Anxiety about the future doesn’t hold the same grip on Dylan Baldi’s songwriting that it once did. On previous Cloud Nothings albums, Baldi expressed misgivings for what the future may hold, both seemingly out of a fear of growing up and, conversely, of never changing. Now 25, the singer-songwriter credits his band’s shift in direction on their fifth album, Life Without Sound, to the pace of his life slowing down. As a result, a far more measured approach serves as a sharp detour from the furious pace of 2014’s Here and Nowhere Else, one that prominently features more melodic vocals from Baldi in place of his familiar snarl.
Life Without Sound finds Baldi more reflective, viewing the future not as some abstract destination outside of his control, but as a fluid result that’s rooted in present decisions and the concrete context of the past. This more languidly paced and contemplative album not only shuns the jammed-out breakdowns from 2012’s Attack on Memory and the roiling energy of Here and Nowhere Else for a more sedate form of guitar rock, but it provides additional dimension to Cloud Nothings’s sound with the addition of guitarist Chris Brown for a two-pronged guitar approach that’s a far cry from the “lo-fi pop” descriptor that Baldi’s music became saddled with in its early years.
Cloud Nothings take a far more measured approach on their fourth album, Life Without Sound.
Perhaps more notable than the shift to vocal-driven melodies and measured tempos is Baldi’s far sunnier disposition, stated most directly in the chorus of “Things Are Right with You,” in which he sings, “Feel right/Feeling lighter.” Rather than stress about the future, he’s using past mistakes for personal growth. Throughout much of Life Without Sound, Baldi expresses overflowing relief, especially through the use of water imagery in the cathartic release of “Up to the Surface” and on the jangly, effusive “Modern Act,” where he sings of feeling “like an ocean coming out of a creek.” Rather than churning with existential angst, these songs find Baldi in a more self-actualized place, one where the few looming dark clouds are most often derived not from self-loathing, but from a yearning for companionship.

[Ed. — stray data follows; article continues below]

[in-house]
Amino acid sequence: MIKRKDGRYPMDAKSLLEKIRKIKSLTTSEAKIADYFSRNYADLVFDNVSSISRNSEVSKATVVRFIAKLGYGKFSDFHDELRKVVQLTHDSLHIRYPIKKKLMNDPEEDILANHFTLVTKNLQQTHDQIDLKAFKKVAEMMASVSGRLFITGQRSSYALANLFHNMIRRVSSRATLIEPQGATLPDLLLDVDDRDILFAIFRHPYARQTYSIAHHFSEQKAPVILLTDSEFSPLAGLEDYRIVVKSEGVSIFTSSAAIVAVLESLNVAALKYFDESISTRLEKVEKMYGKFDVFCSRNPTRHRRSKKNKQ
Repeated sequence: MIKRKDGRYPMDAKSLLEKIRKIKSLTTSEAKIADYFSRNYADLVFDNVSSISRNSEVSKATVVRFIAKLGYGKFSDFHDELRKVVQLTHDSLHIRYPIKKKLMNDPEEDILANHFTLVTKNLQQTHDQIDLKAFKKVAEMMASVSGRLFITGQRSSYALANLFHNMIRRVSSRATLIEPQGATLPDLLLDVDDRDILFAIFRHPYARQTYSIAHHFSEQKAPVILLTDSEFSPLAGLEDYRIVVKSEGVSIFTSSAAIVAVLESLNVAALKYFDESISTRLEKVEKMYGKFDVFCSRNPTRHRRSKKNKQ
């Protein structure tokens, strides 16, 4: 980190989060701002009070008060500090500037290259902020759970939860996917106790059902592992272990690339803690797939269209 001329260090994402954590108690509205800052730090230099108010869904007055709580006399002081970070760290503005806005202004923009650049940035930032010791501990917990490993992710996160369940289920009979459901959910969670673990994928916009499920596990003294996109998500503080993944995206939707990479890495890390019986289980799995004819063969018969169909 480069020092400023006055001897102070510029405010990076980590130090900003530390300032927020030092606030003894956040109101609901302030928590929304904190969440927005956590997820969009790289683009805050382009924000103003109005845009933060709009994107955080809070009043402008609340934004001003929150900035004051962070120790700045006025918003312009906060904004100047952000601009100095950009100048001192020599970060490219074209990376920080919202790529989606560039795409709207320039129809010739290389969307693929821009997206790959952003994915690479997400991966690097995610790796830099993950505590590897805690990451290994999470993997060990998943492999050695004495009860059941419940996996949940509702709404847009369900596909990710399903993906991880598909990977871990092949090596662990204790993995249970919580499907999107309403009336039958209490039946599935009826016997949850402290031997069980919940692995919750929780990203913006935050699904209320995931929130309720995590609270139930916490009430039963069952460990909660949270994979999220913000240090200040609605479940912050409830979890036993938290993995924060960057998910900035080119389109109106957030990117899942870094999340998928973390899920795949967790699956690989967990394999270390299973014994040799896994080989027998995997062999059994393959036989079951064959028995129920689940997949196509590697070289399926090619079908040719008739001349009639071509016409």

The album isn’t completely devoid of angst, as the latter tracks reintroduce Baldi’s raw-throated growl and ferocity. On “Strange Year,” he worries that he’s reached his peak, and the roiling “Realize My Fate” finds him lamenting a “fear of being blank” by being unable to truly articulate himself. But even these tracks emphasize the album’s smoothing out of Cloud Nothings’s rougher edges while maintaining the integrity of the band’s sound. By focusing less on inner tribulations and looking at the broader context of his place in the world, Baldi’s typical impulsivity and urgency of a frenzied youth transforms into the deliberateness of a wiser and more seasoned songwriter.